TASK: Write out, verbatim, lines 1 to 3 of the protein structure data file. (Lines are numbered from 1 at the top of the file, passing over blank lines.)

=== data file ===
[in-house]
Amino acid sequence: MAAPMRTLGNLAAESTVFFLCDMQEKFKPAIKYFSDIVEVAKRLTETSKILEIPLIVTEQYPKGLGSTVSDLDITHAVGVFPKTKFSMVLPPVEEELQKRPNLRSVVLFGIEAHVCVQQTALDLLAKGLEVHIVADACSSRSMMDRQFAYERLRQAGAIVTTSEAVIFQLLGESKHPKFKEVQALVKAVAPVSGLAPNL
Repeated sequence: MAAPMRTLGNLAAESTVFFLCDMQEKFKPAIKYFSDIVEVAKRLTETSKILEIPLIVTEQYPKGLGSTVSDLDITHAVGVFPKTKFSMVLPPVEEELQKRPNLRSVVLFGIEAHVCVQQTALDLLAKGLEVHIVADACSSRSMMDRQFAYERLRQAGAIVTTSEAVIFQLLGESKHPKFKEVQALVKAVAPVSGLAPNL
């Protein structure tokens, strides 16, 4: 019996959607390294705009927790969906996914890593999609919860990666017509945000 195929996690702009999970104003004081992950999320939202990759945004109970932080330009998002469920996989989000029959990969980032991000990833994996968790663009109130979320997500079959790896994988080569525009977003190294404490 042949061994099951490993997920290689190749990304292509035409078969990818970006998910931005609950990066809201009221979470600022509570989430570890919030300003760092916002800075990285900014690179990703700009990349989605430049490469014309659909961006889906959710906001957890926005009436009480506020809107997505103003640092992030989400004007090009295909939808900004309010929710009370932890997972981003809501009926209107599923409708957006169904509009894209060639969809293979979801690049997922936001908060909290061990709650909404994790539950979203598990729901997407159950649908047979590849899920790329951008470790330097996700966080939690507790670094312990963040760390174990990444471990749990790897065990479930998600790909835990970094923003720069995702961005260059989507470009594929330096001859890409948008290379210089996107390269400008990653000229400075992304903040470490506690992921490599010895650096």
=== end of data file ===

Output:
[in-house]
Amino acid sequence: MAAPMRTLGNLAAESTVFFLCDMQEKFKPAIKYFSDIVEVAKRLTETSKILEIPLIVTEQYPKGLGSTVSDLDITHAVGVFPKTKFSMVLPPVEEELQKRPNLRSVVLFGIEAHVCVQQTALDLLAKGLEVHIVADACSSRSMMDRQFAYERLRQAGAIVTTSEAVIFQLLGESKHPKFKEVQALVKAVAPVSGLAPNL
Repeated sequence: MAAPMRTLGNLAAESTVFFLCDMQEKFKPAIKYFSDIVEVAKRLTETSKILEIPLIVTEQYPKGLGSTVSDLDITHAVGVFPKTKFSMVLPPVEEELQKRPNLRSVVLFGIEAHVCVQQTALDLLAKGLEVHIVADACSSRSMMDRQFAYERLRQAGAIVTTSEAVIFQLLGESKHPKFKEVQALVKAVAPVSGLAPNL